DOL: Do Your Clients Know What They’re Paying For?
Investor frustration over poor investment results and market volatility came to a head last year when the Department of Labor proposed stringent new “fiduciary” rules for advisers and asset managers. The new administration may still shelve the rule, but investor scrutiny isn’t going away so easily. With expectations raised, advisors and asset managers need to ask: do my clients appreciate the benefits they pay for? Do they even know what they are?
The aim of the DOL rule was to hold anyone who receives compensation for giving advice on retirement accounts to stricter standards – to minimize conflicts of interest and put the interests of their clients above their own. But at a practical level, complying with the rule left even the most client-centered firms scratching their heads.
The ensuing scramble saw investment managers moving to lower costs and adjusting the products that advisors and broker-dealers use for retirement accounts. The advisor community started rethinking its costs and services as well, in a search for new ways to demonstrate value to paying clients.
The So What
These efforts are welcome. But in our view, they miss an important opportunity: to clearly and consistently explain the value you bring to clients today.
When working with our own clients, we advise them to not be afraid to talk about fees and expenses. Increased conversation around compensation reminds clients what fees and expenses pay for, and why your firm may still be a good choice even in down markets. From marketing to investor education to portfolio reporting—every communication should showcase how you deliver value for your clients.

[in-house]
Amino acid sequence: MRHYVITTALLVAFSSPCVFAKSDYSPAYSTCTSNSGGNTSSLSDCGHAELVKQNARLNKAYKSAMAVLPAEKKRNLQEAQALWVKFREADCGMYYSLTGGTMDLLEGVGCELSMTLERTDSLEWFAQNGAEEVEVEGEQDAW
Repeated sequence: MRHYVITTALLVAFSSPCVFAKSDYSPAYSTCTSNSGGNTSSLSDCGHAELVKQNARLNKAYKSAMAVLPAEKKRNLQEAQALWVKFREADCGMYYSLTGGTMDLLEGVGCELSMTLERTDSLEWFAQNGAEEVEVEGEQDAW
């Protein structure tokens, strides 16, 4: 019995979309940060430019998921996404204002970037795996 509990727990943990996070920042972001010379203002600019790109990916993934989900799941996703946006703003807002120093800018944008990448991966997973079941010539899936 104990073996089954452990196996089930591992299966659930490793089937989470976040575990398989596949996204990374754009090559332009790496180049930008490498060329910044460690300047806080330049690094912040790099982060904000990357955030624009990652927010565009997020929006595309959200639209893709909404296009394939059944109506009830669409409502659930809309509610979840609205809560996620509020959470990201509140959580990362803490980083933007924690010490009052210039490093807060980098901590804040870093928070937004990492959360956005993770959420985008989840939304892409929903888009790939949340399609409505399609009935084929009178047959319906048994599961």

How can advisors and asset managers tackle this challenge? Start by writing a list of ways your firm uses client fees to improve client outcomes. For asset managers, that list will likely include having highly talented professionals who:
- Conduct in-depth research and monitor market trends
- Use sophisticated data to direct strategy, portfolio construction, and diversification
- Anticipate and manage risk
- Create investment products designed to match specific client needs, such as retirement date portfolios
- Answer client questions and aid client decision making
- Develop technology to expand client services, such as online account access
Advisors offer the additional benefits of:
- Developing a personalized understanding of the client’s goals
- Constructing a personalized portfolio appropriate to those goals
- Ensuring that taxation, financial planning, and estate planning rules are managed in the client’s favor
- Executing structured strategies that have a history of improving results, such as dollar cost averaging
- Maintaining a network of investment providers and other service professionals to benefit client needs
Next, evaluate your reporting, marketing, education, and client service materials. Does every piece highlight at least one point from your list? Even statements and portfolio data reports should reflect some aspect of the value you provide. If not, initiate a project to update them.
Or, if you don’t have the internal resources, a firm like Purcell Communications can quickly evaluate and update content across your organization. The cost is modest, but it pays dividends in client retention when the markets turn against you.